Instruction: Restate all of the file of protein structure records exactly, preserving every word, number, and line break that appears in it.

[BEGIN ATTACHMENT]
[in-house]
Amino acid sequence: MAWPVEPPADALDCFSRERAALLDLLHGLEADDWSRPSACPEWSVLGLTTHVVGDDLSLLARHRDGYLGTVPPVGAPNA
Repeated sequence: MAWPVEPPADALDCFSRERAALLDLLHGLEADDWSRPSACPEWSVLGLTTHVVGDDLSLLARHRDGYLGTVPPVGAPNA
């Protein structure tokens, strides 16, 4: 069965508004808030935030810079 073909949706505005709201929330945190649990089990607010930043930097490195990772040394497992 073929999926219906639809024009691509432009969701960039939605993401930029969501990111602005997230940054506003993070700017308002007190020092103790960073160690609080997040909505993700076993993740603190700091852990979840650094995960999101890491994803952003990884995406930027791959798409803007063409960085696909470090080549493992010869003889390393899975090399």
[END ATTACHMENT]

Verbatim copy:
[in-house]
Amino acid sequence: MAWPVEPPADALDCFSRERAALLDLLHGLEADDWSRPSACPEWSVLGLTTHVVGDDLSLLARHRDGYLGTVPPVGAPNA
Repeated sequence: MAWPVEPPADALDCFSRERAALLDLLHGLEADDWSRPSACPEWSVLGLTTHVVGDDLSLLARHRDGYLGTVPPVGAPNA
């Protein structure tokens, strides 16, 4: 069965508004808030935030810079 073909949706505005709201929330945190649990089990607010930043930097490195990772040394497992 073929999926219906639809024009691509432009969701960039939605993401930029969501990111602005997230940054506003993070700017308002007190020092103790960073160690609080997040909505993700076993993740603190700091852990979840650094995960999101890491994803952003990884995406930027791959798409803007063409960085696909470090080549493992010869003889390393899975090399």